Have you lived abroad? Or simply, when you are traveling abroad, did you find any differences from your hometown? Please share in the comment box below! 🙂

I hate the weather and I want to go home!

This is the second post in the “Christa in the UK” series – stories from the year 2009 and 2010 during my time living, studying, working and traveling in a small beach town called Bournemouth in South West England. 

It was early September when I arrived in the soil of England, all by myself. I remember feeling very optimistic, very excited to start my new life. Unfortunately, due to visa conditions, I arrived a week later than I was supposed to, thus making me missed orientations week and only had a weekend to settle before school started.

Worry not, through the help of Facebook I was able to make some friends before school started.. I found 3 other Indonesians in my year (there were only 4 including myself) and one of them – Andrew, pick me up at Bournemouth Coach Station after I spent 2 hours coach ride from London. He helped me find my house and carry my big suitcases (thanks Ndrew! hehe), and later on we met with the other 2.. Poppa and Yovita. Except Yovita who were an undergrad student in her final year, the three of us were postgraduate students.

Later on, I also found out that there were a total of around 20 Indonesians in Bournemouth.. some Bournemouth University students as well but started school the previous year, some working already, and a family with 3 kids. I think the amount of Indonesians were just the right amount. Not too little, not too many… A lovely community. I was happy and not worried that I would get homesick.

Now let’s talk about my house. I rented a room in a 4 bedroom flat.. the smallest room to be exact. There were no communal room, only shared kitchen and bathroom. It’s a tiny flat indeed.. located in Winton, a suburb (supposedly) not far from the university’s Talbot campus. When I looked at it through Google Maps before my arrival, it seemed close, a 20 minutes walk to the campus. It’s not too far from the town centre too, it’s only 3 minutes walk to the nearest bus stop. Oh, my housemates were nice as well. 2 British, 1 Japanese. All girls, no drama.  Everything seemed promising, right? 🙂

Then came the first weeks at school. My class schedule was looking great, I loved the lectures, it was not hard to make friends and I felt like I’m adapting well. I was excited. On my first weekend, I went out to the beach during the day and spent the night painting the town red with my class mates. I had my first experience of hanging out in an authentic British pub, had fun and made more friends. Again, all seemed promising. I (thought) I was adapting well.

Until… I experienced my first British rain. Oh, the lovely rain. I still remember it clearly, even after all these years! I was on my way home from the university; it was around 4 in the afternoon. I was carrying two bags.. one for my stuffs – laptop, books, wallet, etc – and one was my shopping bag – I made a stop at the supermarket to buy milk. The weather seemed pleasant at first. I was halfway to my house. Then, out of the blue.. it rained! I immediately grabbed my umbrella and tried to walk faster so that I could reach my house safely. Unfortunately my umbrella was not big enough so I still got sprinkles of water here and there. As if that’s not enough.. suddenly it became soooo windy. I was having trouble in keeping balance of my tiny umbrella and walking (plus carrying two heavy bags) at the same time. The wind didn’t want to stop, though. I felt it became stronger and stronger until my umbrella got broken… and there I was, soaking wet and freezing. I was lucky that my bag was somehow waterproof that my laptop and books were not wet… but everything else (read: me) were.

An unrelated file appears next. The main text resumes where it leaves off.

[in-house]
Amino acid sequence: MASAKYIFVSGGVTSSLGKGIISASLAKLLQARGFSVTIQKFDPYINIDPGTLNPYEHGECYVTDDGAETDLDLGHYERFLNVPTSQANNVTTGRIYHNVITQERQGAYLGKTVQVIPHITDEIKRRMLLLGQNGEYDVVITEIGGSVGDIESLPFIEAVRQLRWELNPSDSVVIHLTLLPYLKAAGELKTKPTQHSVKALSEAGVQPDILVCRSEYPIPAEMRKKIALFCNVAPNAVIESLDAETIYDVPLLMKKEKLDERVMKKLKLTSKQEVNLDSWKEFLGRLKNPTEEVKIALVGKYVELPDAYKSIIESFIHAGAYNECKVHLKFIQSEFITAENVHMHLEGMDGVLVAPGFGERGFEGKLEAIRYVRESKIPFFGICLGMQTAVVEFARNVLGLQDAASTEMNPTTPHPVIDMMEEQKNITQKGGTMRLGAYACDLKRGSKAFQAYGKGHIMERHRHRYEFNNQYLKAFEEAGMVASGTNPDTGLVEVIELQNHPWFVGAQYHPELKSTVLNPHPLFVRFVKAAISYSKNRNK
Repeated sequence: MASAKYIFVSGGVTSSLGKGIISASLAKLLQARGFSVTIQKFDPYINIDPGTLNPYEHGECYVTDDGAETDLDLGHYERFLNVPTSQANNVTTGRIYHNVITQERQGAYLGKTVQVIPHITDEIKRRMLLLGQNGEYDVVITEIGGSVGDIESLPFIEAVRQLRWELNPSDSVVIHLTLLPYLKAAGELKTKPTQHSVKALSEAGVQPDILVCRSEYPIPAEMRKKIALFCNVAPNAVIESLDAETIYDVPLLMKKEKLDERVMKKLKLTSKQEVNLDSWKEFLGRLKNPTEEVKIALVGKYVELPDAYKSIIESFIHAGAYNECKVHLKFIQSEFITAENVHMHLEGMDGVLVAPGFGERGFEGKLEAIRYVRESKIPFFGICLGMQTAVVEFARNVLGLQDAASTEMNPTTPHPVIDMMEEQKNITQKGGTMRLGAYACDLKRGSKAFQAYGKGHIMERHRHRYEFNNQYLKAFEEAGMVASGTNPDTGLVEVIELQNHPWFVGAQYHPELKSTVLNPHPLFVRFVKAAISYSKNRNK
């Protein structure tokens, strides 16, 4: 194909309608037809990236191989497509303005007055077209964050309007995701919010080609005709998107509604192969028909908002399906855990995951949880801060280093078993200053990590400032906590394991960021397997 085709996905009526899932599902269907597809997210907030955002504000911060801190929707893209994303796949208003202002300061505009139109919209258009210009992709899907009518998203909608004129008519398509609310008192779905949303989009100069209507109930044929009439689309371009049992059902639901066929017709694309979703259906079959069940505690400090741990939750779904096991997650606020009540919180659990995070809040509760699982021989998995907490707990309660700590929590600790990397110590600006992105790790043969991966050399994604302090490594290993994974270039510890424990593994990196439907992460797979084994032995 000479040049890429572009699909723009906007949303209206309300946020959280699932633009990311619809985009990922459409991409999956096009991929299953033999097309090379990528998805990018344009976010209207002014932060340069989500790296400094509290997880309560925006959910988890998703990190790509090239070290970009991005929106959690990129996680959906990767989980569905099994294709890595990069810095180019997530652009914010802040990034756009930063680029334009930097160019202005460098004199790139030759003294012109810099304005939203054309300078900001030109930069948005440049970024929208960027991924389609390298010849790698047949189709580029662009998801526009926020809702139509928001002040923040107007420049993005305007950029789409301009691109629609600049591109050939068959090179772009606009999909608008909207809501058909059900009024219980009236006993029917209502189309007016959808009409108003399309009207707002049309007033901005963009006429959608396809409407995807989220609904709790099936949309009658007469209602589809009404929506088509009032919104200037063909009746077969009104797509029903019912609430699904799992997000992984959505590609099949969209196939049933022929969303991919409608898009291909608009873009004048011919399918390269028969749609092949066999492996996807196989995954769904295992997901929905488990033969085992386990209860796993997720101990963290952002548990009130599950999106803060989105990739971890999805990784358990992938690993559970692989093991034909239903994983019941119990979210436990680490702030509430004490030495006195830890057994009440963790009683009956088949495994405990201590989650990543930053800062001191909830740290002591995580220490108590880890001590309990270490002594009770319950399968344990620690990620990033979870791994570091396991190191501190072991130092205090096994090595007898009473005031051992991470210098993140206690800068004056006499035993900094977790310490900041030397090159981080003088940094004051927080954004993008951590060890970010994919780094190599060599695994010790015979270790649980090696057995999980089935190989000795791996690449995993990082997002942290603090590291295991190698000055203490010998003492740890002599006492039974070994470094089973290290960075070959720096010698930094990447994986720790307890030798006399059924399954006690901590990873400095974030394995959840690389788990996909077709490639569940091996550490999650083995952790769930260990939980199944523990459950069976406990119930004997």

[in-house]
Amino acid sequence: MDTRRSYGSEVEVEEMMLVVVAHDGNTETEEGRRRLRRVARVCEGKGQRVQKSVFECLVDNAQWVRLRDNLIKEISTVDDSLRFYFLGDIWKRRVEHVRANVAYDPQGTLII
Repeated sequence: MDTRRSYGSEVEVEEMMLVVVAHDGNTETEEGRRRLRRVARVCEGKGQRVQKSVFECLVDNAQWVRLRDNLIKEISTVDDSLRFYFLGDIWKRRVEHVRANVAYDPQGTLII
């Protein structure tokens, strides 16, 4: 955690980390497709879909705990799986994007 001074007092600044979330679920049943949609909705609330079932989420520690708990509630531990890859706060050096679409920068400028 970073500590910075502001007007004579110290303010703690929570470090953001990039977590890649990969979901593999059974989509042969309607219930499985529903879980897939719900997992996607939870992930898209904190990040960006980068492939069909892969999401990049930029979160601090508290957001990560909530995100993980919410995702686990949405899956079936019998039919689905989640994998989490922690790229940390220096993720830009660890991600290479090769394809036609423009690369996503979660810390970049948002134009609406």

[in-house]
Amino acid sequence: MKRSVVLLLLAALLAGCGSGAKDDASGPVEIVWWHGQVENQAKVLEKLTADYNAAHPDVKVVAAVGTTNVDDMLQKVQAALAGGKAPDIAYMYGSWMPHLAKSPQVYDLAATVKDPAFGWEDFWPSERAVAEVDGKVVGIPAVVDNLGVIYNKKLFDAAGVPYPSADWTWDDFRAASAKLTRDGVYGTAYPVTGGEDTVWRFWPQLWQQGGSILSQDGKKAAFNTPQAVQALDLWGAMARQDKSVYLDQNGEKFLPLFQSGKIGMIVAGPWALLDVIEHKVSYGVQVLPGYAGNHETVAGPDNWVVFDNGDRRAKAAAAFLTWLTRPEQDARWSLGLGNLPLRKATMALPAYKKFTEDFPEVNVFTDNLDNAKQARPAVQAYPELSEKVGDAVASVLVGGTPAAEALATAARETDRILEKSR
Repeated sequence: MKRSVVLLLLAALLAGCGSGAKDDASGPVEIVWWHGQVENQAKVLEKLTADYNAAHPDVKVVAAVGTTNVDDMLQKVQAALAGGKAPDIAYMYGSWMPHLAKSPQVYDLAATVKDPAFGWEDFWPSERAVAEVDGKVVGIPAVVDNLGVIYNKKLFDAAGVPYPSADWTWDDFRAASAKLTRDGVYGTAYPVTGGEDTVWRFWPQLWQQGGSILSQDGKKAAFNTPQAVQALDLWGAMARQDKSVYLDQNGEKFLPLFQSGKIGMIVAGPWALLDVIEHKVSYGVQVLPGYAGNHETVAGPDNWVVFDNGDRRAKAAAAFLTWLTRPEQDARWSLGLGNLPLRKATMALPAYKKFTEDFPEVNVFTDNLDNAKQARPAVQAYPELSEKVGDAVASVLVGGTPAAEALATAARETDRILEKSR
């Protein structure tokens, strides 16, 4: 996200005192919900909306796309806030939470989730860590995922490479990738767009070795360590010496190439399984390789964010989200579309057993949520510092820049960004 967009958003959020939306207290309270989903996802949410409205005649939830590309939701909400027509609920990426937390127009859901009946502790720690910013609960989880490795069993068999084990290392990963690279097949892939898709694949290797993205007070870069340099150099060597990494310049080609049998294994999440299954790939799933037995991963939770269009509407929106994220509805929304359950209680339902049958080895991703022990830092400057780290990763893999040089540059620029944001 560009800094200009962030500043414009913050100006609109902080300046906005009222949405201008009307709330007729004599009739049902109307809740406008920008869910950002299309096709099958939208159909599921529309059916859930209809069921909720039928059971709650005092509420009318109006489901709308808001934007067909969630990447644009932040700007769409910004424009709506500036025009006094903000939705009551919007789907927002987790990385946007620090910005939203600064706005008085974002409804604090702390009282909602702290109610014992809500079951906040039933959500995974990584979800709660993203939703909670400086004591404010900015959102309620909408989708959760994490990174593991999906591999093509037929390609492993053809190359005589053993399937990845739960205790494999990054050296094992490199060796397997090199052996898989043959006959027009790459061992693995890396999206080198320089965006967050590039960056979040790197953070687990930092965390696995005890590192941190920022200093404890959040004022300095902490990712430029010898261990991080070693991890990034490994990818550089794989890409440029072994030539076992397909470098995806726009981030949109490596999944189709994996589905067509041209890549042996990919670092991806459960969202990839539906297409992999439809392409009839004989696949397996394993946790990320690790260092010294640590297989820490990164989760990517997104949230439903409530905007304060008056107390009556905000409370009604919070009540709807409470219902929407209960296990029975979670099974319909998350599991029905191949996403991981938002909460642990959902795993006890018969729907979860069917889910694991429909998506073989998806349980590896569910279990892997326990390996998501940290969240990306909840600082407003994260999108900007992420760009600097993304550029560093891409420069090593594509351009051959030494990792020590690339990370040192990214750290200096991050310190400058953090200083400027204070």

When I finally reached my house, I couldn’t help myself from crying. Never in my life before I had to experience being wet from the rain. Everything else went downhill from there. The homesickness started to kick in – I felt miserable, I missed my family, my friends, my (then) boyfriend. I was freezing and I hated the weather, I wanted to go home. I felt like coming here was all a mistake. It was midnight in Indonesia so I couldn’t call anyone.. and kept crying (even in the shower! Hahahahaha so dramatic) until I managed to cook myself a bowl of Indomie.

So that’s how British Fall season welcomed me. Afterwards, I managed to buy a bigger (and stronger) umbrella.. a thicker (waterproof and windproof) coat, and waterproof boots! All to keep myself warm during the rest of Fall and even Winter. I may spent a night crying like a baby because of homesickness, but I managed to live a happy life for the rest of my stay in the UK! 🙂

To end this post, here’s a collage of pictures.. Clockwise from top left: me and my (short hair) plus red (RIP) umbrella before the wind took it away – a glimpse of Winton (my neighborhood) – Bournemouth Beach – a night out with my class mates – and… a group picture of Indonesian community of Bournemouth, wearing none other than Batik! 🙂

Life in Bournemouth